Implementing Collaborative Adaptive Management from Multiple Perspectives: Scientists, Agencies, and Public Stakeholders
Wednesday, August 13, 2014: 8:00 AM-11:30 AM
307, Sacramento Convention Center
John J. Battles
John J. Battles
Adaptive management has been a buzzword in natural resources management for many years and has become official policy for some land management agencies. Actually implementing large-scale adaptive management projects has lagged behind. Despite the promise of reliable and site-specific knowledge with which to inform management decisions, concerns about the necessary time, money, expertise, and political will have stymied wide-spread application of the adaptive management process. Incorporating full public participation into the adaptive management process, although sometimes an essential element for success, increases the complexity and unfamiliarity of the process for many potential collaborators.
The goal of this Organized Oral Session is to encourage the implementation of large collaborative adaptive management (CAM) projects, drawing on the multiple perspectives and lessons learned from the relatively few examples of such projects. California’s Sierra Nevada Adaptive Management Project (http://snamp.cnr.berkeley.edu/) is one example of a multi-year, large-scale collaboration between scientists from several universities, staff from multiple state and federal agencies, and diverse public stakeholders. For seven years, SNAMP has been investigating the effects of forest fuel treatments on fire behavior, water quality and quantity, forest health, and two wildlife species of concern, while simultaneously facilitating and studying a collaborative adaptive management (CAM) process.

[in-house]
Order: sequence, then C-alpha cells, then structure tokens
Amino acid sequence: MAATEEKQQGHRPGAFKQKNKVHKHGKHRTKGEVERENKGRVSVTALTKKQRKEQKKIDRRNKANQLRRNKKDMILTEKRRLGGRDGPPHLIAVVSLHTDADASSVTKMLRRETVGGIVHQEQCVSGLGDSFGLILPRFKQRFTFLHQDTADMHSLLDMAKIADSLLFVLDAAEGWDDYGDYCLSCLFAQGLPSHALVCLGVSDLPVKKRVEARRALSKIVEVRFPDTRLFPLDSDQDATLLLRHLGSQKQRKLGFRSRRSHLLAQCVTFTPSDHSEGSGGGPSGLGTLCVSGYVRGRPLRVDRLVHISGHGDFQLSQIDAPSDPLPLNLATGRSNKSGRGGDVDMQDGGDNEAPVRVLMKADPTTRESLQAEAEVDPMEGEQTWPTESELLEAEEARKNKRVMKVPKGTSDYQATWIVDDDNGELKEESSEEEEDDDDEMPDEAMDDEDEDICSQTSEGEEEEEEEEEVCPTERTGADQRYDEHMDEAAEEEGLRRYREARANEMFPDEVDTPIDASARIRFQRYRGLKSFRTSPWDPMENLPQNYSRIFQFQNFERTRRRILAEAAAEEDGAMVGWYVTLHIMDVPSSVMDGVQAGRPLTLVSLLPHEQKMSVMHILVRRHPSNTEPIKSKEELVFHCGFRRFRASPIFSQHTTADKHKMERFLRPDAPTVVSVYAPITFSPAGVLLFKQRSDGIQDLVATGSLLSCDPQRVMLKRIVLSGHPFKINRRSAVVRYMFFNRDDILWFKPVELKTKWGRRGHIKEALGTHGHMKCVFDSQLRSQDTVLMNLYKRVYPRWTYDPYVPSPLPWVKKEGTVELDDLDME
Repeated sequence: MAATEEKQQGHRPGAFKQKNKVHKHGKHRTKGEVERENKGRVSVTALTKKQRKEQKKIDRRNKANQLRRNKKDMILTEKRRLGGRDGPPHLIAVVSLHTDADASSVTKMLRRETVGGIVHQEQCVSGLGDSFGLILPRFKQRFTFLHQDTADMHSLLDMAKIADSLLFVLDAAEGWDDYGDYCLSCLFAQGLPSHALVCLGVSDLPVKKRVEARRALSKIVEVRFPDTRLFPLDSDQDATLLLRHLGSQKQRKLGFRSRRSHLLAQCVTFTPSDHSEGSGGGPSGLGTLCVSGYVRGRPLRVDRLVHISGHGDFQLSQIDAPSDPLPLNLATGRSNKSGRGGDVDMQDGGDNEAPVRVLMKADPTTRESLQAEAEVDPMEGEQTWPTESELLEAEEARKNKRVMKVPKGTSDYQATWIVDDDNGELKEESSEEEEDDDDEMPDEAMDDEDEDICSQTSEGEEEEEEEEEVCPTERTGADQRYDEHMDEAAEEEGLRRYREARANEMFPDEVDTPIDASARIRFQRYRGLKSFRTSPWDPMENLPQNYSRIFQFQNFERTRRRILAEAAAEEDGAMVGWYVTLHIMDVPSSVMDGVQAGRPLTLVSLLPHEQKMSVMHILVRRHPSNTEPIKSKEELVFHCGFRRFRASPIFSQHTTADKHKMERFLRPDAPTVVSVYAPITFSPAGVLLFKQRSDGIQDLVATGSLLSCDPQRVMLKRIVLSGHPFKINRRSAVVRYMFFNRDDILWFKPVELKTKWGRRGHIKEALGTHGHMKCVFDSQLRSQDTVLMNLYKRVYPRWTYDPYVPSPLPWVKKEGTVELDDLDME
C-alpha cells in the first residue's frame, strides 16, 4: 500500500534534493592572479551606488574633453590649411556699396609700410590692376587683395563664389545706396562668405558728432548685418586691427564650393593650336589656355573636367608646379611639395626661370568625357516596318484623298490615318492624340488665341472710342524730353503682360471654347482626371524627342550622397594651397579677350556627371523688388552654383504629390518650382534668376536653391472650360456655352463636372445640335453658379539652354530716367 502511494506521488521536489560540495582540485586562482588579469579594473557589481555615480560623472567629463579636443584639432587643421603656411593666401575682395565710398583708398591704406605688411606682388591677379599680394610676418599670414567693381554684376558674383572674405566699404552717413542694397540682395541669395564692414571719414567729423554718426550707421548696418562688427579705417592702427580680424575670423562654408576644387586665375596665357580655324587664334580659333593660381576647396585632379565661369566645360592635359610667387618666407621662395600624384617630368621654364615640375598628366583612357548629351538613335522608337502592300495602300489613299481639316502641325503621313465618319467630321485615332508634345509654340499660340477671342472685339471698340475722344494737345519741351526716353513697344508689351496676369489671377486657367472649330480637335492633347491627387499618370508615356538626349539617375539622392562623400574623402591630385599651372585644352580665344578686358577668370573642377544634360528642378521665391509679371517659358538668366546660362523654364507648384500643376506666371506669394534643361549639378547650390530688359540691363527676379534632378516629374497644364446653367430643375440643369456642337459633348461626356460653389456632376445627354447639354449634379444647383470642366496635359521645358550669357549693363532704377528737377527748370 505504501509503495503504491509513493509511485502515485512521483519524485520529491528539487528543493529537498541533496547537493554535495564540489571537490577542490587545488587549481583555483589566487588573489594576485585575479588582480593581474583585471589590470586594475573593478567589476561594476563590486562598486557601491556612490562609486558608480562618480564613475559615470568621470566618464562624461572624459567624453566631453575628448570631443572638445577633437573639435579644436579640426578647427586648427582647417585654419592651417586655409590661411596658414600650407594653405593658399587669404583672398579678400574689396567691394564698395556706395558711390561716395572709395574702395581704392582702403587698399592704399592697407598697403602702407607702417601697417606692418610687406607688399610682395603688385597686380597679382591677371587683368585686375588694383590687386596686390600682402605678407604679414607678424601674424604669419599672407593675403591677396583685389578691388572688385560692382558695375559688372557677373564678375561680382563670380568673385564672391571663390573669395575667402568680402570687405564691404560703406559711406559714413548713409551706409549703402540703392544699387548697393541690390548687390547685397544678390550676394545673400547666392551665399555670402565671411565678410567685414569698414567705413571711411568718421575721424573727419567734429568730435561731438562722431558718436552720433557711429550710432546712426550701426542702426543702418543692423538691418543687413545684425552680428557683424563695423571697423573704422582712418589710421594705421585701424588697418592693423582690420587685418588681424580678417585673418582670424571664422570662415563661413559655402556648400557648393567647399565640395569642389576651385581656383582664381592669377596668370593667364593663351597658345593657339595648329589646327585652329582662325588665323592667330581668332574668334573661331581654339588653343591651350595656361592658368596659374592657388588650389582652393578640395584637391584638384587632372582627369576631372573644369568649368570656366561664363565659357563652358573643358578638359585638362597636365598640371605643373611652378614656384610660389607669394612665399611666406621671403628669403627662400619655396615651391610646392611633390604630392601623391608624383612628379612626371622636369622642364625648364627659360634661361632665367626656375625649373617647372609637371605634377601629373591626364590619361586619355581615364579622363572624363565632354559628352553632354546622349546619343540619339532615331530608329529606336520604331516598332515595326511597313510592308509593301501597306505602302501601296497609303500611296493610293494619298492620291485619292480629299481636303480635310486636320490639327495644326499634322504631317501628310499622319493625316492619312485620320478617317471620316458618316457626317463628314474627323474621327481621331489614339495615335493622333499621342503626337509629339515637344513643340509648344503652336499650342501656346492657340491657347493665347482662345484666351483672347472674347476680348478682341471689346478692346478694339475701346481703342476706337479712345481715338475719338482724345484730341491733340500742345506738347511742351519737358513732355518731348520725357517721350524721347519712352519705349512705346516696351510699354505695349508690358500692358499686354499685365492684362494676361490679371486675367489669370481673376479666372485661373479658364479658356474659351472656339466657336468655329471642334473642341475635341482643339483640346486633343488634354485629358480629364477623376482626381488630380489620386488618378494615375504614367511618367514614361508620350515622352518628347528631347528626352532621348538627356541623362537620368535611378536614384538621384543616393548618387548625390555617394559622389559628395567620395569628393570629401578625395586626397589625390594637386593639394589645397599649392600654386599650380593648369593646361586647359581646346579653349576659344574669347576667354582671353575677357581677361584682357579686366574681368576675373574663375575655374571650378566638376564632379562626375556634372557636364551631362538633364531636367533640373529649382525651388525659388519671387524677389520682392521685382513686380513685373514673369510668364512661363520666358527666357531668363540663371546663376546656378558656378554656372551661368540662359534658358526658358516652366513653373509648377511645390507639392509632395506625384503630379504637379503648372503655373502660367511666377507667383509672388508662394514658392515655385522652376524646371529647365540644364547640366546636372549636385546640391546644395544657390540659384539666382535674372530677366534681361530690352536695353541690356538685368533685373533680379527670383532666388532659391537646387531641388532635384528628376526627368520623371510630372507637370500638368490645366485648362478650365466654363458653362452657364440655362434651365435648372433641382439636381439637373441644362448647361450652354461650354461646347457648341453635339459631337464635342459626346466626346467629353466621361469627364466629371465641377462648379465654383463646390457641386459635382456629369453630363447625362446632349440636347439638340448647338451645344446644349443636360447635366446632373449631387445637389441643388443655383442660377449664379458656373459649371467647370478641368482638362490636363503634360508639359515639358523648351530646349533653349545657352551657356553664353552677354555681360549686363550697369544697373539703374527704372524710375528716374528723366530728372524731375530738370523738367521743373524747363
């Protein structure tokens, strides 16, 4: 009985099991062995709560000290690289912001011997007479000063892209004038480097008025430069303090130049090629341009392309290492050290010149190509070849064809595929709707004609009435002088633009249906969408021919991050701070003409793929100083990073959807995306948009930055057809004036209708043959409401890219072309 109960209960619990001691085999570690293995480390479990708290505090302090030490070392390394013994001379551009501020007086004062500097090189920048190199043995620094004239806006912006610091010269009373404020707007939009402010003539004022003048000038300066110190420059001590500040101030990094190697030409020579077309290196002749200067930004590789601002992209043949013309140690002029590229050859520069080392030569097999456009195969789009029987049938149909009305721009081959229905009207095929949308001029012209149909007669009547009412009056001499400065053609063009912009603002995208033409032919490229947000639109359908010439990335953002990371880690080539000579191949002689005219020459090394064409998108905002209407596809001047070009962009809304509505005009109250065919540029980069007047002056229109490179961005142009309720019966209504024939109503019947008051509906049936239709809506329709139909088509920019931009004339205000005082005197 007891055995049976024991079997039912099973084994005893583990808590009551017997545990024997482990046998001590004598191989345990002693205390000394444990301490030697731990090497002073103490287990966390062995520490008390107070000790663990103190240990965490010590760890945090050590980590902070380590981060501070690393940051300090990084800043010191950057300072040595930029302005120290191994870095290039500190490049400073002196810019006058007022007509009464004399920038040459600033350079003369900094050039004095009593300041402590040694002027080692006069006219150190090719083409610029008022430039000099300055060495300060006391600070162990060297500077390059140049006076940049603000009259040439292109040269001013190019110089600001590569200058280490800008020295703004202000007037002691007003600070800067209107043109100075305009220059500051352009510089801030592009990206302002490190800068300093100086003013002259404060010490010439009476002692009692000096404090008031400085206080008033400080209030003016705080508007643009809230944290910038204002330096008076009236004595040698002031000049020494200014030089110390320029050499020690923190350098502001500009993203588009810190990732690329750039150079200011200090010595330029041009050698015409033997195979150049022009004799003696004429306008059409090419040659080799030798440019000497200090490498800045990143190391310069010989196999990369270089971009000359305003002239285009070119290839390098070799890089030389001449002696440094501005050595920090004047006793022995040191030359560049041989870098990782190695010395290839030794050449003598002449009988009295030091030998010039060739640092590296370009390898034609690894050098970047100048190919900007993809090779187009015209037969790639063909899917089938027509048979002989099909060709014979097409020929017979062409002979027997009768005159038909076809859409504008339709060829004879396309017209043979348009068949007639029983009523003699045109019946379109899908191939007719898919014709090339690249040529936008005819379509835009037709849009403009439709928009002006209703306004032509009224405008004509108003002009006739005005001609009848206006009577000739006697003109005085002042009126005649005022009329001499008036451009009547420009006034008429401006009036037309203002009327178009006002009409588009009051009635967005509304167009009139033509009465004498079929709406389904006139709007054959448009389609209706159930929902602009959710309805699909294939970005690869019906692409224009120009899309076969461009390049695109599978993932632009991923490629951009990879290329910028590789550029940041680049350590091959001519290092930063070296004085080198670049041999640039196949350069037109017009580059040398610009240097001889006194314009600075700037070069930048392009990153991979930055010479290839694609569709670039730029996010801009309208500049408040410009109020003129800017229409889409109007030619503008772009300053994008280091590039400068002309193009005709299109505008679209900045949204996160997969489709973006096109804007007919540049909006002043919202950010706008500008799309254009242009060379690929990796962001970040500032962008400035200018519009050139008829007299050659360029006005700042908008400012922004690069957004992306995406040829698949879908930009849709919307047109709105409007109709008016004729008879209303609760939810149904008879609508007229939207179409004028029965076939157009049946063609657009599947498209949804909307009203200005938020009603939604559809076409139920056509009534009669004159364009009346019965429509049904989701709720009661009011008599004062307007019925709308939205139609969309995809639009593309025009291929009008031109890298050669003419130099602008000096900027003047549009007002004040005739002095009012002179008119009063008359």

Speakers representing all participants will present their perspectives on what works and what requires further improvement in the CAM process, on methods of overcoming obstacles to success for CAM projects, and on the benefits of CAM projects in terms of more informed land management decisions and stronger working relationships between agencies, stakeholders, and scientists. We hope that by the end of the session, participants will have gained a clearer understanding of the value of the CAM process and a toolkit of strategies and practices for successful implementation of CAM projects.